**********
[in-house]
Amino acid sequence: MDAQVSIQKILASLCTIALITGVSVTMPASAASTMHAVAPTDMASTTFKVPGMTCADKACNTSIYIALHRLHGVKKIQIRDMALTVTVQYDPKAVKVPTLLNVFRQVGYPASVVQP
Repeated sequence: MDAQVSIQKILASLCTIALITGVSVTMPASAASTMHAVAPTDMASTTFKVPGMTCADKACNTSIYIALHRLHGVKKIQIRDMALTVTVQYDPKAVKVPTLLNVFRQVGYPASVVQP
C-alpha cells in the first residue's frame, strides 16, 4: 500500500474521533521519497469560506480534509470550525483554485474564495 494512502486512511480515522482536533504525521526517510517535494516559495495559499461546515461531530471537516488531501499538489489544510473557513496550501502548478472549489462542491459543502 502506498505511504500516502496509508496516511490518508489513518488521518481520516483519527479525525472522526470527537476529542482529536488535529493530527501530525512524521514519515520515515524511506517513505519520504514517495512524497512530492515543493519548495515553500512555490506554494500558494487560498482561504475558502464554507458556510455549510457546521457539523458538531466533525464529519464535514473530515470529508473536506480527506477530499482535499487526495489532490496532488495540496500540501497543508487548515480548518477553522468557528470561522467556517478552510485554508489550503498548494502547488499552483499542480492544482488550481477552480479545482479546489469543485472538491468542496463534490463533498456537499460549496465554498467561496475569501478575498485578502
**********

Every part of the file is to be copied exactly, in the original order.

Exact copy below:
[in-house]
Amino acid sequence: MDAQVSIQKILASLCTIALITGVSVTMPASAASTMHAVAPTDMASTTFKVPGMTCADKACNTSIYIALHRLHGVKKIQIRDMALTVTVQYDPKAVKVPTLLNVFRQVGYPASVVQP
Repeated sequence: MDAQVSIQKILASLCTIALITGVSVTMPASAASTMHAVAPTDMASTTFKVPGMTCADKACNTSIYIALHRLHGVKKIQIRDMALTVTVQYDPKAVKVPTLLNVFRQVGYPASVVQP
C-alpha cells in the first residue's frame, strides 16, 4: 500500500474521533521519497469560506480534509470550525483554485474564495 494512502486512511480515522482536533504525521526517510517535494516559495495559499461546515461531530471537516488531501499538489489544510473557513496550501502548478472549489462542491459543502 502506498505511504500516502496509508496516511490518508489513518488521518481520516483519527479525525472522526470527537476529542482529536488535529493530527501530525512524521514519515520515515524511506517513505519520504514517495512524497512530492515543493519548495515553500512555490506554494500558494487560498482561504475558502464554507458556510455549510457546521457539523458538531466533525464529519464535514473530515470529508473536506480527506477530499482535499487526495489532490496532488495540496500540501497543508487548515480548518477553522468557528470561522467556517478552510485554508489550503498548494502547488499552483499542480492544482488550481477552480479545482479546489469543485472538491468542496463534490463533498456537499460549496465554498467561496475569501478575498485578502